Night vision for bird- and bat-friendly offshore wind power

Pacific Northwest National Laboratory’s ThermalTracker software analyzes thermal video to help birds and bats near offshore wind farms. Three birds are seen flying offshore in this screenshot of the thermal video that PNNL’s software analyzes. Credit: Pacific Northwest National Laboratory

The same technology that enables soldiers to see in the dark can also help protect birds and bats near offshore wind turbines.


Night vision goggles use thermal imaging, which captures infrared light that’s invisible to the human eye. Now, researchers at the Department of Energy’s Pacific Northwest National Laboratory are using thermal imaging to help birds and bats near . PNNL is developing software called ThermalTracker to automatically categorize birds and bats in thermal video. Birds and bats fly over offshore waters, but they’re difficult to track in such remote locations.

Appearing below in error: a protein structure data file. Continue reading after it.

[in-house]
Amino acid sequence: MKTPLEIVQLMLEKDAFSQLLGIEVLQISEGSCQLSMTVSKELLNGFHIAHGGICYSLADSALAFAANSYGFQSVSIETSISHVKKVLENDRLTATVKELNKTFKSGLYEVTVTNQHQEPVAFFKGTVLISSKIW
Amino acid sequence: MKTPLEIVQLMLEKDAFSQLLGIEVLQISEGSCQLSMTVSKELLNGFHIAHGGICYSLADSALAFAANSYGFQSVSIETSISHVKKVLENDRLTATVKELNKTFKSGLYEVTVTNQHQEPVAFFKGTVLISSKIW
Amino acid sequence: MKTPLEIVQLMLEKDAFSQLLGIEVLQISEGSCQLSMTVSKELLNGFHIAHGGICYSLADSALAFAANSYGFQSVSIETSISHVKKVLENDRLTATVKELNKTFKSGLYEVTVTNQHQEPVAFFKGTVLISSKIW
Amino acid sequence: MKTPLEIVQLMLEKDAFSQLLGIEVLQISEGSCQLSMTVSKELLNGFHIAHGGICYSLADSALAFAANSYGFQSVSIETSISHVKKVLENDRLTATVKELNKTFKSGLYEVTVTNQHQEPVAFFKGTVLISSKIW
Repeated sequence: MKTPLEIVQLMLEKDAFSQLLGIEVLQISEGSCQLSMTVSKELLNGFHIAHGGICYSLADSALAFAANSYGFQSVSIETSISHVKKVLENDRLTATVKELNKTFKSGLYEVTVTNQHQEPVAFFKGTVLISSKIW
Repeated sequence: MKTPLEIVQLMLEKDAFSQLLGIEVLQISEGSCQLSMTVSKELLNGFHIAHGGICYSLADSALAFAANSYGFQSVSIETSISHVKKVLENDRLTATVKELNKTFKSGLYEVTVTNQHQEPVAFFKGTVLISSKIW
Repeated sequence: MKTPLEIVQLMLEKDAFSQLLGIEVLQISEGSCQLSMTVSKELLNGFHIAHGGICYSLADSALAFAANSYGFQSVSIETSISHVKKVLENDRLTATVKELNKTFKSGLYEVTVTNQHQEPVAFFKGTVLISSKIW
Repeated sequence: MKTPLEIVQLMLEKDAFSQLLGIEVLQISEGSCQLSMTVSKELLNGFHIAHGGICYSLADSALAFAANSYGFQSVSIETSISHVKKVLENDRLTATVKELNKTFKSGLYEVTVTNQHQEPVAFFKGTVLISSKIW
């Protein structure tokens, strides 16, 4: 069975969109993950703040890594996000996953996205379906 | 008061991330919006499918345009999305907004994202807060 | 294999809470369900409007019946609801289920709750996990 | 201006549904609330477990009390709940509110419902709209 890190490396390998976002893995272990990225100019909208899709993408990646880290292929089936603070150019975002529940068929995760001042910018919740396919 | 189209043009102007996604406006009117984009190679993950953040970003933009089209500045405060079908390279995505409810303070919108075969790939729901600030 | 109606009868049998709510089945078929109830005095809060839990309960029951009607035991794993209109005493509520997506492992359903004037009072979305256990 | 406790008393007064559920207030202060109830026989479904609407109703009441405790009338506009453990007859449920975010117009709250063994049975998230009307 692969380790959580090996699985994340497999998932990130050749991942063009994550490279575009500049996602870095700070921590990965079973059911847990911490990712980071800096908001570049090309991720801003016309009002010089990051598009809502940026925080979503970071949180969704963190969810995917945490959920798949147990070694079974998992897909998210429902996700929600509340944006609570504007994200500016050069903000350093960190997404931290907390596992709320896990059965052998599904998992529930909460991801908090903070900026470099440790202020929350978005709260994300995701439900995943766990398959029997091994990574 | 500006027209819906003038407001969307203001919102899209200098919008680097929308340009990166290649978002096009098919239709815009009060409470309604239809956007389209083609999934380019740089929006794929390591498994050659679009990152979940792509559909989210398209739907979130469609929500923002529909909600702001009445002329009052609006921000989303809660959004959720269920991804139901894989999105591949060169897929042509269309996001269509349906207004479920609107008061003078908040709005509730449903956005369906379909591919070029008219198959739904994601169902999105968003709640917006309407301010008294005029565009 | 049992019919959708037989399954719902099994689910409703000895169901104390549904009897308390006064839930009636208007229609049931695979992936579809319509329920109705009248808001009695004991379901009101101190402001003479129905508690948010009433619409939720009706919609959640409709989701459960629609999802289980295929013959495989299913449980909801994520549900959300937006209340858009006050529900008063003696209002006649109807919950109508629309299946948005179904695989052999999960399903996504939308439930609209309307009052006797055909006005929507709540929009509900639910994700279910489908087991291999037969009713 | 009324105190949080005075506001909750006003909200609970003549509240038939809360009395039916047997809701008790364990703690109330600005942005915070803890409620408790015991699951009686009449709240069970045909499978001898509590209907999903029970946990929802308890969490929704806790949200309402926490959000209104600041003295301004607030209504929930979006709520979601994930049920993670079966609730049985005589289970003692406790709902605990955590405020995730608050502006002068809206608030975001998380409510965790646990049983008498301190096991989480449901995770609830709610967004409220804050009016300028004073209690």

“ThermalTracker can help developers and regulators make informed decisions about siting and operating offshore wind projects,” said PNNL engineer Shari Matzner, who leads ThermalTracker’s development. “We need scientific tools like this to better understand how can coexist with birds and bats.”

The software can help determine if there are many birds or bats near an offshore wind project and if they could be affected by the project. If that’s the case, officials can consider adjusting the location of a proposed project or modifying an existing project’s operations.

Biologists at the non-profit Biodiversity Research Institute are testing the system this summer to determine how well it identifies birds compared to their field observations in Maine, one of the states considering offshore wind power.

“This is an extraordinary collaboration between technology developers,…

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